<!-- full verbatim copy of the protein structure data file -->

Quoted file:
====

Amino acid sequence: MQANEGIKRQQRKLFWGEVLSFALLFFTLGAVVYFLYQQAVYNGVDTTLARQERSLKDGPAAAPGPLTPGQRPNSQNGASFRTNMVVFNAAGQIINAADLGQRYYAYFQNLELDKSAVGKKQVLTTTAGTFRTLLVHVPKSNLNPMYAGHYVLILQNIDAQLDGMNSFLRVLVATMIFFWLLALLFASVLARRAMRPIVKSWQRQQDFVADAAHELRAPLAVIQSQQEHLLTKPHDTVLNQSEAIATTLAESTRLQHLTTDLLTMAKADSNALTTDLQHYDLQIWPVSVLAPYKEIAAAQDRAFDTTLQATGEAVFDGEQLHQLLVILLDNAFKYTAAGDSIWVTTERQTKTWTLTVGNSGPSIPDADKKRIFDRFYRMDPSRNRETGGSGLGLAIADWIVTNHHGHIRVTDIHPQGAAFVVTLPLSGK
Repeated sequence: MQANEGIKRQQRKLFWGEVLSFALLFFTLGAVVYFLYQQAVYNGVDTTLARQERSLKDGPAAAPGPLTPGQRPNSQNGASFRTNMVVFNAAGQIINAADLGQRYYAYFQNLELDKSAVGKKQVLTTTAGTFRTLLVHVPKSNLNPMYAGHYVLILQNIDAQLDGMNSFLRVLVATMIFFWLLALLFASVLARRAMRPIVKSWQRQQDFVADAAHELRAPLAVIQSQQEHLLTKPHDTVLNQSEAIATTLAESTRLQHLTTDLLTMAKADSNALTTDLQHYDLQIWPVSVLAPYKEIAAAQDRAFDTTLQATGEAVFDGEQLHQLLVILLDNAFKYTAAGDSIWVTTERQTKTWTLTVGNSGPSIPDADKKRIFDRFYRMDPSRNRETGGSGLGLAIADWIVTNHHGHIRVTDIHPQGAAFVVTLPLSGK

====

Amino acid sequence: MQANEGIKRQQRKLFWGEVLSFALLFFTLGAVVYFLYQQAVYNGVDTTLARQERSLKDGPAAAPGPLTPGQRPNSQNGASFRTNMVVFNAAGQIINAADLGQRYYAYFQNLELDKSAVGKKQVLTTTAGTFRTLLVHVPKSNLNPMYAGHYVLILQNIDAQLDGMNSFLRVLVATMIFFWLLALLFASVLARRAMRPIVKSWQRQQDFVADAAHELRAPLAVIQSQQEHLLTKPHDTVLNQSEAIATTLAESTRLQHLTTDLLTMAKADSNALTTDLQHYDLQIWPVSVLAPYKEIAAAQDRAFDTTLQATGEAVFDGEQLHQLLVILLDNAFKYTAAGDSIWVTTERQTKTWTLTVGNSGPSIPDADKKRIFDRFYRMDPSRNRETGGSGLGLAIADWIVTNHHGHIRVTDIHPQGAAFVVTLPLSGK
Repeated sequence: MQANEGIKRQQRKLFWGEVLSFALLFFTLGAVVYFLYQQAVYNGVDTTLARQERSLKDGPAAAPGPLTPGQRPNSQNGASFRTNMVVFNAAGQIINAADLGQRYYAYFQNLELDKSAVGKKQVLTTTAGTFRTLLVHVPKSNLNPMYAGHYVLILQNIDAQLDGMNSFLRVLVATMIFFWLLALLFASVLARRAMRPIVKSWQRQQDFVADAAHELRAPLAVIQSQQEHLLTKPHDTVLNQSEAIATTLAESTRLQHLTTDLLTMAKADSNALTTDLQHYDLQIWPVSVLAPYKEIAAAQDRAFDTTLQATGEAVFDGEQLHQLLVILLDNAFKYTAAGDSIWVTTERQTKTWTLTVGNSGPSIPDADKKRIFDRFYRMDPSRNRETGGSGLGLAIADWIVTNHHGHIRVTDIHPQGAAFVVTLPLSGK